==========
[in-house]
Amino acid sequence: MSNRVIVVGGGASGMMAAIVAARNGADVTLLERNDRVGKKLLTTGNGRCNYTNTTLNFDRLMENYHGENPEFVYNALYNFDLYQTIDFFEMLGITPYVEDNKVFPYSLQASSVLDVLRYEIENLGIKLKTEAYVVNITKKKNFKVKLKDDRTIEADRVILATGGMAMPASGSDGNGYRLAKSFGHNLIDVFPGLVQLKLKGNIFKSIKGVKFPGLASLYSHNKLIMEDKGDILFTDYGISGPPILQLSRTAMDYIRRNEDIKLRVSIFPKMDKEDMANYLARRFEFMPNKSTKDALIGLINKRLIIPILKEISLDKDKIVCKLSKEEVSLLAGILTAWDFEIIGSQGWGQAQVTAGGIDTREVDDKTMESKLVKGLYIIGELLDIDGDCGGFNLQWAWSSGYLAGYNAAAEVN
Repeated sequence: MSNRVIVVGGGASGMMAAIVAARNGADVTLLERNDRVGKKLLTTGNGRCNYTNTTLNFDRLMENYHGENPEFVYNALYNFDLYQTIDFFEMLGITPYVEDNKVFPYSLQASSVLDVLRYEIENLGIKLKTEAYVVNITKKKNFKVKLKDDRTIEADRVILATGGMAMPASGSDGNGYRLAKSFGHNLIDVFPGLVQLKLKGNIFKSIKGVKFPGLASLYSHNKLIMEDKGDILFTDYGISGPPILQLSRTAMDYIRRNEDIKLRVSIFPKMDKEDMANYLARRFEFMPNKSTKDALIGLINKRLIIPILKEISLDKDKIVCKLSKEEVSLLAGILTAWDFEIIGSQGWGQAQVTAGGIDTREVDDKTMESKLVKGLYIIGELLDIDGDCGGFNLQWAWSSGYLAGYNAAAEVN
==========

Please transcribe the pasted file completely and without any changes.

[in-house]
Amino acid sequence: MSNRVIVVGGGASGMMAAIVAARNGADVTLLERNDRVGKKLLTTGNGRCNYTNTTLNFDRLMENYHGENPEFVYNALYNFDLYQTIDFFEMLGITPYVEDNKVFPYSLQASSVLDVLRYEIENLGIKLKTEAYVVNITKKKNFKVKLKDDRTIEADRVILATGGMAMPASGSDGNGYRLAKSFGHNLIDVFPGLVQLKLKGNIFKSIKGVKFPGLASLYSHNKLIMEDKGDILFTDYGISGPPILQLSRTAMDYIRRNEDIKLRVSIFPKMDKEDMANYLARRFEFMPNKSTKDALIGLINKRLIIPILKEISLDKDKIVCKLSKEEVSLLAGILTAWDFEIIGSQGWGQAQVTAGGIDTREVDDKTMESKLVKGLYIIGELLDIDGDCGGFNLQWAWSSGYLAGYNAAAEVN
Repeated sequence: MSNRVIVVGGGASGMMAAIVAARNGADVTLLERNDRVGKKLLTTGNGRCNYTNTTLNFDRLMENYHGENPEFVYNALYNFDLYQTIDFFEMLGITPYVEDNKVFPYSLQASSVLDVLRYEIENLGIKLKTEAYVVNITKKKNFKVKLKDDRTIEADRVILATGGMAMPASGSDGNGYRLAKSFGHNLIDVFPGLVQLKLKGNIFKSIKGVKFPGLASLYSHNKLIMEDKGDILFTDYGISGPPILQLSRTAMDYIRRNEDIKLRVSIFPKMDKEDMANYLARRFEFMPNKSTKDALIGLINKRLIIPILKEISLDKDKIVCKLSKEEVSLLAGILTAWDFEIIGSQGWGQAQVTAGGIDTREVDDKTMESKLVKGLYIIGELLDIDGDCGGFNLQWAWSSGYLAGYNAAAEVN